Human blood is universally recognized as the most precious and essential element of human life. The collection of blood from voluntary, non-remunerated blood donors
is an important measure for ensuring the availability and safety of blood transfusion. Adequate and safe blood supply is a demanding challenge in developing countries like India. Every year, state like Uttarakhand which is visited by lakhs of visitors during pilgrimage season and where natural calamities and accidents are very common, the availability of blood is of utmost importance.
Human blood is an essential component of human life which is universally recognized as the most precious element that sustains life and there are no substitutes to blood as yet. Availability of safe blood and blood products is a critical aspect in improving health
care. A blood transfusion
saves millions of lives each year, but adequate and safe blood supply is a demanding challenge in developing countries like India. Hence World Health
Organization (WHO) has adopted a policy aimed at 100% voluntary donor blood procurement by the year 2020. Worldwide the total blood donations have been 92 million units including all types of blood groups and of them 45 percent donors were under 25 years and 40 per cent or more of the blood had come from women in 25 countries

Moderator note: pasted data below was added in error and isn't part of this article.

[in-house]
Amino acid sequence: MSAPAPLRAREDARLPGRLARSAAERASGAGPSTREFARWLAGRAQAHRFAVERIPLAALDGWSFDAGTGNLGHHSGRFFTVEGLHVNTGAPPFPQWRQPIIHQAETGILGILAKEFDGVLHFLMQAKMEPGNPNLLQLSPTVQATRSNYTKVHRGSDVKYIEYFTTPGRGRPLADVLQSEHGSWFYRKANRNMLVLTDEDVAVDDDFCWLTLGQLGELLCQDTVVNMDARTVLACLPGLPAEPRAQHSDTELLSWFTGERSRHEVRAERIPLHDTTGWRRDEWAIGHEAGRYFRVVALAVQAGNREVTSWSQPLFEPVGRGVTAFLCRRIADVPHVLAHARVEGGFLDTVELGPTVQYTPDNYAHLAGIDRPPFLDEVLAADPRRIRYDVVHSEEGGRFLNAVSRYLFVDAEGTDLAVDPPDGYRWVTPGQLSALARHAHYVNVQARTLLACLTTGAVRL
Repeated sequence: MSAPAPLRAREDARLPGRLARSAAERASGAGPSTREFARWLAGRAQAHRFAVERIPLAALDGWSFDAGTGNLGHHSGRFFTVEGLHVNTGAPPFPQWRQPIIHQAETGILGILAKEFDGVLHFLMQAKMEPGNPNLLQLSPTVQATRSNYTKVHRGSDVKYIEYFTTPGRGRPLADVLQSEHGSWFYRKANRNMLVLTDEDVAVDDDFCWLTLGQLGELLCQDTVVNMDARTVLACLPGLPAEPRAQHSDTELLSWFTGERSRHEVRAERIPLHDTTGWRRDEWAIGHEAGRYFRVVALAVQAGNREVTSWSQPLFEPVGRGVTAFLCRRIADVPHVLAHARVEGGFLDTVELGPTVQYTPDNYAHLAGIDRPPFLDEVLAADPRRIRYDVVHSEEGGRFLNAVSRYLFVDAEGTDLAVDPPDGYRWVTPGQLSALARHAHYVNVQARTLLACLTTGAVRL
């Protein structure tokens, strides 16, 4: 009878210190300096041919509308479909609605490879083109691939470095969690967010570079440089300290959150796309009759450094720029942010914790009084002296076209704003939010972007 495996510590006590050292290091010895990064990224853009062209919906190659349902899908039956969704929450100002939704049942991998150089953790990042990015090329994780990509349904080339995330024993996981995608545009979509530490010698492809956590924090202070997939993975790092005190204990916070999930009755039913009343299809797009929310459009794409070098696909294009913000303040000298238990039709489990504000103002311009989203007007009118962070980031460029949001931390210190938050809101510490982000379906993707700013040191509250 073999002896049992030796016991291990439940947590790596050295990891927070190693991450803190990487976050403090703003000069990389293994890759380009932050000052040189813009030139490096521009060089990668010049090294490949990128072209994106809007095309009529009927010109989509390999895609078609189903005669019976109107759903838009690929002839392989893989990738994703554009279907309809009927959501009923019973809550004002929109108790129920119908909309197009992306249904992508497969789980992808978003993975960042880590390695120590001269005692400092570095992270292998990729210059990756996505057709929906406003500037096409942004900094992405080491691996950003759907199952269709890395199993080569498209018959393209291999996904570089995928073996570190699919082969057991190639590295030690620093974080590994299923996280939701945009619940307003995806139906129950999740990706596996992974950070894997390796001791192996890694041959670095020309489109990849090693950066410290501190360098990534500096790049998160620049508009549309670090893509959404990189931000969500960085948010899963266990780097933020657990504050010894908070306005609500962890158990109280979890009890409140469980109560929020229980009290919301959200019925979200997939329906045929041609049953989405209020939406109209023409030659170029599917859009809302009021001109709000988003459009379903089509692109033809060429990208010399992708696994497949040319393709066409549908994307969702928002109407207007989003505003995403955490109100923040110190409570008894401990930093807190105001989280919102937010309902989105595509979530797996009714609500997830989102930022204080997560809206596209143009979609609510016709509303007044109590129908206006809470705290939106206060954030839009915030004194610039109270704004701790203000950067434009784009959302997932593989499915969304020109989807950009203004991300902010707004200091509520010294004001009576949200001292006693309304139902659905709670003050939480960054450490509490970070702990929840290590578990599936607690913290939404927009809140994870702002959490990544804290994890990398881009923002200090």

In India, however, only six per cent women donated blood in 2011. Every year, our nation requires about four crore units of blood, out of which only a meager 40 Lakh units of blood are available. A nation can meet all its need for blood if only one percentage to three percentage of its eligible population donate blood. India on an average has 50% of eligible donors. The need for blood is growing day by day as a result of advancement in the clinical medicine as in most developing countries family donors and paid donors are still significant source of blood component for transfusion.
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